Fifty years ago, a Bigfoot-like creature that reportedly stalked Pike County caused a national stir.
Now, the Louisiana Area Historical Museum is bringing back the musician behind the song “Mo Mo the Missouri Monster” and many other tunes.
The museum is hosting a concert by Montgomery County native and Nashville artist Bill Whyte at 7 p.m. on July 1, at the Elks Lodge on 120 North Fifth Street in downtown Louisiana.
In part, the show will commemorate the Mo Mo craze of July 1972. Special activities and contests are planned.
“I am thrilled that the Louisiana Area Historical Museum would invite me back to perform the song once more, along with many others, on July 1 at the Elks Lodge,” Whyte said. “I hope you’ll come and join us for the fun. I’ll play the song, and tell some of the back story on how the song was created and then perform other songs that I’ve written for musical artists that you’ll know.
“Can’t wait to come back to Louisiana.”
“We are delighted that Bill can bring us his entertaining style of music when we are celebrating not only his song, but the excitement the Mo Mo sightings brought to our area,” said Museum Co-President Judy Schmidt.
Advanced tickets for those 13 and older are available at a 1972 price of $5 each. They can be purchased at the museum on 304 Georgia Street in Louisiana, from 10 a.m. to noon Saturdays and 1 p.m. to 3 p.m. on Wednesdays starting May 28.
Ages 12 and younger will get in free.
Doors will open at 6 p.m. on July 1, and a meal of pulled pork sandwiches and chips will be sold by the museum board. Seating is first-come, first-served.
There will be limited ticket sales the day of the event, so early purchases are encouraged. Additional ticketing options may be announced, but purchases that require mailing will be charged a $6 service fee.
The museum is also selling Mo Mo t-shirts. Children’s sizes small, medium and large are $15 each. Adult sizes small, medium, large and extra-large are $20. An adult 2X shirt is $25 and a 3X is $30. All of the shirts are printed locally by Doris Henderson, with proceeds going to help offset the cost of the concert.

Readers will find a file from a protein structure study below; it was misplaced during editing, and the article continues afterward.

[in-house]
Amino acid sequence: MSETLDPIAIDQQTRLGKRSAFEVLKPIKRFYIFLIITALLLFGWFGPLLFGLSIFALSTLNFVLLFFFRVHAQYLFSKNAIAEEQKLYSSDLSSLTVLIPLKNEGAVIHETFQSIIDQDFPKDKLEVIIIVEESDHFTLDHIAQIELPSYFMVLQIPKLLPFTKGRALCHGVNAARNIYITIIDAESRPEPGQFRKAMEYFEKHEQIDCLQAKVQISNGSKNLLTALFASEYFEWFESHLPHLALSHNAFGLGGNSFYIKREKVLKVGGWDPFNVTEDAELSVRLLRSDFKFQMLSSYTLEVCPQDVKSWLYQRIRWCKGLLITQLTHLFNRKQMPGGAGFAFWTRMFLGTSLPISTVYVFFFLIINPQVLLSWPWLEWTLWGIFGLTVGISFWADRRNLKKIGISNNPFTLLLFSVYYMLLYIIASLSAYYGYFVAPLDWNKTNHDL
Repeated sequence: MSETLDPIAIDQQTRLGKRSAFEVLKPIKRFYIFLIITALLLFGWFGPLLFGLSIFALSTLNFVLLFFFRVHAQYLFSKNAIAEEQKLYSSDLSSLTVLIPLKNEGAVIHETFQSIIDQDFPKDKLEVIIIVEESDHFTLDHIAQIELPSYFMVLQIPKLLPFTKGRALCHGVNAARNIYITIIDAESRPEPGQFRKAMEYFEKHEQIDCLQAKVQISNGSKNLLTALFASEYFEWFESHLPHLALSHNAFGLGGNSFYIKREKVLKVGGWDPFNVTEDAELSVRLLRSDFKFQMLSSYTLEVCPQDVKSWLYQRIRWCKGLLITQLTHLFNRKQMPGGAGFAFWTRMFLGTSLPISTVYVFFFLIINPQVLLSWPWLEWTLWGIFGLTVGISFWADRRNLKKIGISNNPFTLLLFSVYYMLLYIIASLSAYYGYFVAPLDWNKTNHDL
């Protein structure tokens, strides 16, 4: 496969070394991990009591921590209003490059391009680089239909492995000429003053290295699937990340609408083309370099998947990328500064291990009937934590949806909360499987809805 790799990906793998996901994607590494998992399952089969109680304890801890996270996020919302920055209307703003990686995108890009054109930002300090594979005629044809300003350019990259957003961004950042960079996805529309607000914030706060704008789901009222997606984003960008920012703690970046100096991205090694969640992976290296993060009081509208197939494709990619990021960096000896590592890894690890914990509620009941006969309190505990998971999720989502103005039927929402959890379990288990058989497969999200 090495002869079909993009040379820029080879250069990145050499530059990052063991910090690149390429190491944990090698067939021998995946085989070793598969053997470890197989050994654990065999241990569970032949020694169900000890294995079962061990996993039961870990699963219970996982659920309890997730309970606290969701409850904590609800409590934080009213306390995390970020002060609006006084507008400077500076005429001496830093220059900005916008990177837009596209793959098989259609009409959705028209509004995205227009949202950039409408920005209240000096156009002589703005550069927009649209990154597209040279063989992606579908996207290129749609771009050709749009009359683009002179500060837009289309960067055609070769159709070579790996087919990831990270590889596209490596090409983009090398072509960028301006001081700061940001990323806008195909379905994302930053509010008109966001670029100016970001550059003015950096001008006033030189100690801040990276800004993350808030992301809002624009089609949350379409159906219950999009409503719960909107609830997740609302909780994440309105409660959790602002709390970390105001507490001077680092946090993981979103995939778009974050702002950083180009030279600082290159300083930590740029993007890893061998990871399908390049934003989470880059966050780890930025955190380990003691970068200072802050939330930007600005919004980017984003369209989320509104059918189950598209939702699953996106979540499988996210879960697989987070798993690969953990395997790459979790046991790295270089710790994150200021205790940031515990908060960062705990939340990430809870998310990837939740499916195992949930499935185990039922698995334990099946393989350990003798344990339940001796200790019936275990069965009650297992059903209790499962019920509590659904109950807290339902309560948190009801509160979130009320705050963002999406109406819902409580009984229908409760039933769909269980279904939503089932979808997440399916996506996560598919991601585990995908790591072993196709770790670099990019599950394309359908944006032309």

Additional information is available on the museum’s Facebook site.
Whyte once worked at KPCR Radio in Bowling Green. The site is now KJFM. He graduated from Elsberry High School and from Central Missouri State University with a degree in mass media. He was a member of the United Talent roster in Nashville owned by legends Conway Twitty and Loretta Lynn.
A radio career included high-profile stops in Cincinnati, Indianapolis, Milwaukee and Nashville.
In addition to being an award-winning musician and radio personality, Whyte has worked with just about everybody who’s anybody in country music. When he isn’t entertaining broadcast audiences, he’s touring with a show that offers a range of musical styles and emotions.
The Louisiana concert will occur between gigs in Tennessee and Colorado. The only other scheduled time he will be close to Pike County is a July 22 concert in Sullivan.
Whyte’s songs have been recorded by dozens of artists, including Ray Stevens, Joe Nichols, Cledus T. Judd and the Del McCoury Band. He has received numerous honors, including the CMA Large Market Personality of the Year Award and the Gateway Country Music Association Lifetime Achievement Award.
The musician began writing songs as a teenager, and “Mo Mo” was the first he recorded. It is still played in Pike County and elsewhere.
“It’s hard to believe that it’s been 50 years since Mo Mo arrived on the scene in Louisiana,” he said. “It’s equally hard to believe that the first record I ever made, “Mo Mo” is that old! And it’s amazing to think that my first radio job at KPCR, where Mo Mo was created, was that many years ago, too.”
Other original tunes include “Goin’ Ugly Early,” “Dipstick (High Price of Gas Song), “King of Karaoke,” “Trailer Park Sexy,” “Been There, Drunk That,” “Things That Don’t Suck About Being a Guy” and “Honey Don’t Do List.” His songs range from comedy to gospel.
The 1972 encounter with Mo Mo near Star Hill in Louisiana brought national media attention to Pike County. Three young members of the Harrison family told authorities they saw a large, hairy creature that smelled terrible.
More sightings were reported, but searches turned up no hard evidence. Regardless, the hoopla led to a host of Mo Mo-themed events and observances in the years to come. There were sidewalk sales and contests, and the Louisiana Dairy Queen even offered a “Mo Mo Burger.” Into the 21st century, television programs, movies and books continue to explore the saga.
While many believed Mo Mo was a prankster-created myth that got out of hand, others are adamant that the creature was real. In a newspaper interview before her passing, Doris Harrison Bliss remained defiant of skeptics.
“I used to hate talking about it, because people made fun of me and stuff, but now – and you can pardon my French – they can kiss my ---. I saw what I saw and I heard what I heard.”
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